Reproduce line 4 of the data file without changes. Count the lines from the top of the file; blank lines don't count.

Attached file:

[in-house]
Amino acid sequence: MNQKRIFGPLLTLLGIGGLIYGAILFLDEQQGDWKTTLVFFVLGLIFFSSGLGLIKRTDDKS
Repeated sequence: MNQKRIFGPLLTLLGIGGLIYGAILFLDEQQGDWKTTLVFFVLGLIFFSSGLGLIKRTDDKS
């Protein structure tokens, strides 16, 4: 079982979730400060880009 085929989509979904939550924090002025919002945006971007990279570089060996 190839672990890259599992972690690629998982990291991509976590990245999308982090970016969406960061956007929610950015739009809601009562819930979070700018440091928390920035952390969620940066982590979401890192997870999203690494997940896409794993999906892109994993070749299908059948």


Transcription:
């Protein structure tokens, strides 16, 4: 079982979730400060880009 085929989509979904939550924090002025919002945006971007990279570089060996 190839672990890259599992972690690629998982990291991509976590990245999308982090970016969406960061956007929610950015739009809601009562819930979070700018440091928390920035952390969620940066982590979401890192997870999203690494997940896409794993999906892109994993070749299908059948």